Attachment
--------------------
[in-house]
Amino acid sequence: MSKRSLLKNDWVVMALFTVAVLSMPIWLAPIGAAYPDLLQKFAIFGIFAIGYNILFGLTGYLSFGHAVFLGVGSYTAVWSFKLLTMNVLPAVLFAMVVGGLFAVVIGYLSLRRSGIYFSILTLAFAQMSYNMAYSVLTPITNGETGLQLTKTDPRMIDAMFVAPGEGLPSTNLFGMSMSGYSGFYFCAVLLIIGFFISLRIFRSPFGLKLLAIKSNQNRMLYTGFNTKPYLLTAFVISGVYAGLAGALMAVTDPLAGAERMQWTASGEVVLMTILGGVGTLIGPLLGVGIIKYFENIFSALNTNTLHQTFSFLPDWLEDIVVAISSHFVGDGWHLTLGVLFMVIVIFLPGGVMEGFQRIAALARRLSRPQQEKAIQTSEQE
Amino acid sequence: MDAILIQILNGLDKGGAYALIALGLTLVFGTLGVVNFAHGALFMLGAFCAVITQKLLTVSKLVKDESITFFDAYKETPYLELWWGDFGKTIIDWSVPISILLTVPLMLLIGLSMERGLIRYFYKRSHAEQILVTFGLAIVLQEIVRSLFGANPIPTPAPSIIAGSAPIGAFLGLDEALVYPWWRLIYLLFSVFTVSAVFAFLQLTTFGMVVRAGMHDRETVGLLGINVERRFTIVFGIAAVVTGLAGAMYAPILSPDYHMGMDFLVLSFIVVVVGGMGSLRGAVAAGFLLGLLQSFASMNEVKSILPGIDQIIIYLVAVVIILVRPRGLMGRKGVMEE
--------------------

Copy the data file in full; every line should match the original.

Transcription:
[in-house]
Amino acid sequence: MSKRSLLKNDWVVMALFTVAVLSMPIWLAPIGAAYPDLLQKFAIFGIFAIGYNILFGLTGYLSFGHAVFLGVGSYTAVWSFKLLTMNVLPAVLFAMVVGGLFAVVIGYLSLRRSGIYFSILTLAFAQMSYNMAYSVLTPITNGETGLQLTKTDPRMIDAMFVAPGEGLPSTNLFGMSMSGYSGFYFCAVLLIIGFFISLRIFRSPFGLKLLAIKSNQNRMLYTGFNTKPYLLTAFVISGVYAGLAGALMAVTDPLAGAERMQWTASGEVVLMTILGGVGTLIGPLLGVGIIKYFENIFSALNTNTLHQTFSFLPDWLEDIVVAISSHFVGDGWHLTLGVLFMVIVIFLPGGVMEGFQRIAALARRLSRPQQEKAIQTSEQE
Amino acid sequence: MDAILIQILNGLDKGGAYALIALGLTLVFGTLGVVNFAHGALFMLGAFCAVITQKLLTVSKLVKDESITFFDAYKETPYLELWWGDFGKTIIDWSVPISILLTVPLMLLIGLSMERGLIRYFYKRSHAEQILVTFGLAIVLQEIVRSLFGANPIPTPAPSIIAGSAPIGAFLGLDEALVYPWWRLIYLLFSVFTVSAVFAFLQLTTFGMVVRAGMHDRETVGLLGINVERRFTIVFGIAAVVTGLAGAMYAPILSPDYHMGMDFLVLSFIVVVVGGMGSLRGAVAAGFLLGLLQSFASMNEVKSILPGIDQIIIYLVAVVIILVRPRGLMGRKGVMEE